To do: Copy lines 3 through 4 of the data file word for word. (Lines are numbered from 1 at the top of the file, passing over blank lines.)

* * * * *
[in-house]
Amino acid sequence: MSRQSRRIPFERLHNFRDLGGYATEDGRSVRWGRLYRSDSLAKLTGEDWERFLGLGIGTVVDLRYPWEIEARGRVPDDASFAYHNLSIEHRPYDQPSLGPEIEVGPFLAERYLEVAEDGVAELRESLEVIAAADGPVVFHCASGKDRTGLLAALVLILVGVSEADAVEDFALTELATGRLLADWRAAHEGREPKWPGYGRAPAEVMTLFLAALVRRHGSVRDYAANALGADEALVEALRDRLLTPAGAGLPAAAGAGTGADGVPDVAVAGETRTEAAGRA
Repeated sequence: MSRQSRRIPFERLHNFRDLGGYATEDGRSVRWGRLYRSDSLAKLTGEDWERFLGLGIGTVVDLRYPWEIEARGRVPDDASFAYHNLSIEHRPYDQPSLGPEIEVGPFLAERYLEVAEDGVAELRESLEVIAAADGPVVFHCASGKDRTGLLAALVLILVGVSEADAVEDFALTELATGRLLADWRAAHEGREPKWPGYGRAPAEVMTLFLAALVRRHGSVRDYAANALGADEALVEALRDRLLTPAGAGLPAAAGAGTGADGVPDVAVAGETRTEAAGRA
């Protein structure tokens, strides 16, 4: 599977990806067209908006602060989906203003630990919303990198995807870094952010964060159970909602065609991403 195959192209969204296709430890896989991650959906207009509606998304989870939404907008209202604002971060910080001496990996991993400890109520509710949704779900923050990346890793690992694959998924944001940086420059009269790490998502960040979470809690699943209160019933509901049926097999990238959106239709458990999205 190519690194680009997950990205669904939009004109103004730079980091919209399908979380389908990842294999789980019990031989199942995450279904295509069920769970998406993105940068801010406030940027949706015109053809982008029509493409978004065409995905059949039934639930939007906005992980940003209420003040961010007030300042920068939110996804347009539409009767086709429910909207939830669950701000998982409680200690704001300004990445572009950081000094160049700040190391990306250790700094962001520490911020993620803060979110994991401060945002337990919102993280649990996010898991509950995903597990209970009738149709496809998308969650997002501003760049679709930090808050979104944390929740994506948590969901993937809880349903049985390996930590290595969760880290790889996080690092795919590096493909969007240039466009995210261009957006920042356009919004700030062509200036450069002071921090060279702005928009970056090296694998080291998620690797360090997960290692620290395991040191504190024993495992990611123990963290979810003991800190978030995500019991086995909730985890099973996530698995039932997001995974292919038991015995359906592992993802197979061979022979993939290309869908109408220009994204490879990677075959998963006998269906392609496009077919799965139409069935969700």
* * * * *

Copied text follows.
Repeated sequence: MSRQSRRIPFERLHNFRDLGGYATEDGRSVRWGRLYRSDSLAKLTGEDWERFLGLGIGTVVDLRYPWEIEARGRVPDDASFAYHNLSIEHRPYDQPSLGPEIEVGPFLAERYLEVAEDGVAELRESLEVIAAADGPVVFHCASGKDRTGLLAALVLILVGVSEADAVEDFALTELATGRLLADWRAAHEGREPKWPGYGRAPAEVMTLFLAALVRRHGSVRDYAANALGADEALVEALRDRLLTPAGAGLPAAAGAGTGADGVPDVAVAGETRTEAAGRA
């Protein structure tokens, strides 16, 4: 599977990806067209908006602060989906203003630990919303990198995807870094952010964060159970909602065609991403 195959192209969204296709430890896989991650959906207009509606998304989870939404907008209202604002971060910080001496990996991993400890109520509710949704779900923050990346890793690992694959998924944001940086420059009269790490998502960040979470809690699943209160019933509901049926097999990238959106239709458990999205 190519690194680009997950990205669904939009004109103004730079980091919209399908979380389908990842294999789980019990031989199942995450279904295509069920769970998406993105940068801010406030940027949706015109053809982008029509493409978004065409995905059949039934639930939007906005992980940003209420003040961010007030300042920068939110996804347009539409009767086709429910909207939830669950701000998982409680200690704001300004990445572009950081000094160049700040190391990306250790700094962001520490911020993620803060979110994991401060945002337990919102993280649990996010898991509950995903597990209970009738149709496809998308969650997002501003760049679709930090808050979104944390929740994506948590969901993937809880349903049985390996930590290595969760880290790889996080690092795919590096493909969007240039466009995210261009957006920042356009919004700030062509200036450069002071921090060279702005928009970056090296694998080291998620690797360090997960290692620290395991040191504190024993495992990611123990963290979810003991800190978030995500019991086995909730985890099973996530698995039932997001995974292919038991015995359906592992993802197979061979022979993939290309869908109408220009994204490879990677075959998963006998269906392609496009077919799965139409069935969700």